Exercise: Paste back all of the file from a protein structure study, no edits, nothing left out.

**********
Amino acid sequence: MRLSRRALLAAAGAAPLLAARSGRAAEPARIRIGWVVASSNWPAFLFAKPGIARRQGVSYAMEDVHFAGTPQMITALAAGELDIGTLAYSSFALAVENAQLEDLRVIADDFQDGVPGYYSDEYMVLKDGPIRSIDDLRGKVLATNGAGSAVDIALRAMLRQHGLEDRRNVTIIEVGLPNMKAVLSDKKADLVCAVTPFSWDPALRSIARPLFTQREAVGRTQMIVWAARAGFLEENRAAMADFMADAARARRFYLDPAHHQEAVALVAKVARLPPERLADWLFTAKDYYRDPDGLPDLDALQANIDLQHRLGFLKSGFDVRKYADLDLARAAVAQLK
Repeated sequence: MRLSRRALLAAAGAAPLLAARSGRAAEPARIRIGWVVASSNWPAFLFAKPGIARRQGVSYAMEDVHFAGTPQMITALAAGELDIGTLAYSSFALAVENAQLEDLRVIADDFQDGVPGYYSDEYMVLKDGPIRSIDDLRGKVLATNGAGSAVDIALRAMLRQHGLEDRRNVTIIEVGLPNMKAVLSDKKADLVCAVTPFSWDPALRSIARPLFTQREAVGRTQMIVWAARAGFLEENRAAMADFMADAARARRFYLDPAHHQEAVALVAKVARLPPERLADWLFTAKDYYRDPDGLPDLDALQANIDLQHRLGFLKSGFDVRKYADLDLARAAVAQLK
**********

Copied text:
Amino acid sequence: MRLSRRALLAAAGAAPLLAARSGRAAEPARIRIGWVVASSNWPAFLFAKPGIARRQGVSYAMEDVHFAGTPQMITALAAGELDIGTLAYSSFALAVENAQLEDLRVIADDFQDGVPGYYSDEYMVLKDGPIRSIDDLRGKVLATNGAGSAVDIALRAMLRQHGLEDRRNVTIIEVGLPNMKAVLSDKKADLVCAVTPFSWDPALRSIARPLFTQREAVGRTQMIVWAARAGFLEENRAAMADFMADAARARRFYLDPAHHQEAVALVAKVARLPPERLADWLFTAKDYYRDPDGLPDLDALQANIDLQHRLGFLKSGFDVRKYADLDLARAAVAQLK
Repeated sequence: MRLSRRALLAAAGAAPLLAARSGRAAEPARIRIGWVVASSNWPAFLFAKPGIARRQGVSYAMEDVHFAGTPQMITALAAGELDIGTLAYSSFALAVENAQLEDLRVIADDFQDGVPGYYSDEYMVLKDGPIRSIDDLRGKVLATNGAGSAVDIALRAMLRQHGLEDRRNVTIIEVGLPNMKAVLSDKKADLVCAVTPFSWDPALRSIARPLFTQREAVGRTQMIVWAARAGFLEENRAAMADFMADAARARRFYLDPAHHQEAVALVAKVARLPPERLADWLFTAKDYYRDPDGLPDLDALQANIDLQHRLGFLKSGFDVRKYADLDLARAAVAQLK